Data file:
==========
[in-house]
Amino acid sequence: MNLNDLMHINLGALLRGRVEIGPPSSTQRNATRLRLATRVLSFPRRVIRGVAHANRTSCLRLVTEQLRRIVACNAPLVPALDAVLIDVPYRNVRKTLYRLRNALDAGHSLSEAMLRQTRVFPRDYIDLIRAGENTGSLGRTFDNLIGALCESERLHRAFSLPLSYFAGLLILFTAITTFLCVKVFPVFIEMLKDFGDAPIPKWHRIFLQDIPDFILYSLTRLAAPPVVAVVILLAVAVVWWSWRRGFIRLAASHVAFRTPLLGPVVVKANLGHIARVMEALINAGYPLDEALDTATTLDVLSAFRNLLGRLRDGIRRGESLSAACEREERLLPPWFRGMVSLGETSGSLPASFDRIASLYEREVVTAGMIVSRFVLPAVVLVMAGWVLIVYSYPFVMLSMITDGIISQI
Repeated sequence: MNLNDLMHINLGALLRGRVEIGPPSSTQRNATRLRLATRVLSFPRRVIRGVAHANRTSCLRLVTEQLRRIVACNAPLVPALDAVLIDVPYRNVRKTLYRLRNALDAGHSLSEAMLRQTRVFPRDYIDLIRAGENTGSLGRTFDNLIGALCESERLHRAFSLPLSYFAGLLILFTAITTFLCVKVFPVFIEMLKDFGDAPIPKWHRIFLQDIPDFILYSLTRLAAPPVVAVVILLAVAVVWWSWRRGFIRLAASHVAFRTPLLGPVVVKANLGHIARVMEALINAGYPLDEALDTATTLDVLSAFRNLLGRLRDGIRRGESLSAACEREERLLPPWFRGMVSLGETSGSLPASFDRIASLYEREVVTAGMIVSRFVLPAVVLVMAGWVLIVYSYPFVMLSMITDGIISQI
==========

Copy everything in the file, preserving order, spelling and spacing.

[in-house]
Amino acid sequence: MNLNDLMHINLGALLRGRVEIGPPSSTQRNATRLRLATRVLSFPRRVIRGVAHANRTSCLRLVTEQLRRIVACNAPLVPALDAVLIDVPYRNVRKTLYRLRNALDAGHSLSEAMLRQTRVFPRDYIDLIRAGENTGSLGRTFDNLIGALCESERLHRAFSLPLSYFAGLLILFTAITTFLCVKVFPVFIEMLKDFGDAPIPKWHRIFLQDIPDFILYSLTRLAAPPVVAVVILLAVAVVWWSWRRGFIRLAASHVAFRTPLLGPVVVKANLGHIARVMEALINAGYPLDEALDTATTLDVLSAFRNLLGRLRDGIRRGESLSAACEREERLLPPWFRGMVSLGETSGSLPASFDRIASLYEREVVTAGMIVSRFVLPAVVLVMAGWVLIVYSYPFVMLSMITDGIISQI
Repeated sequence: MNLNDLMHINLGALLRGRVEIGPPSSTQRNATRLRLATRVLSFPRRVIRGVAHANRTSCLRLVTEQLRRIVACNAPLVPALDAVLIDVPYRNVRKTLYRLRNALDAGHSLSEAMLRQTRVFPRDYIDLIRAGENTGSLGRTFDNLIGALCESERLHRAFSLPLSYFAGLLILFTAITTFLCVKVFPVFIEMLKDFGDAPIPKWHRIFLQDIPDFILYSLTRLAAPPVVAVVILLAVAVVWWSWRRGFIRLAASHVAFRTPLLGPVVVKANLGHIARVMEALINAGYPLDEALDTATTLDVLSAFRNLLGRLRDGIRRGESLSAACEREERLLPPWFRGMVSLGETSGSLPASFDRIASLYEREVVTAGMIVSRFVLPAVVLVMAGWVLIVYSYPFVMLSMITDGIISQI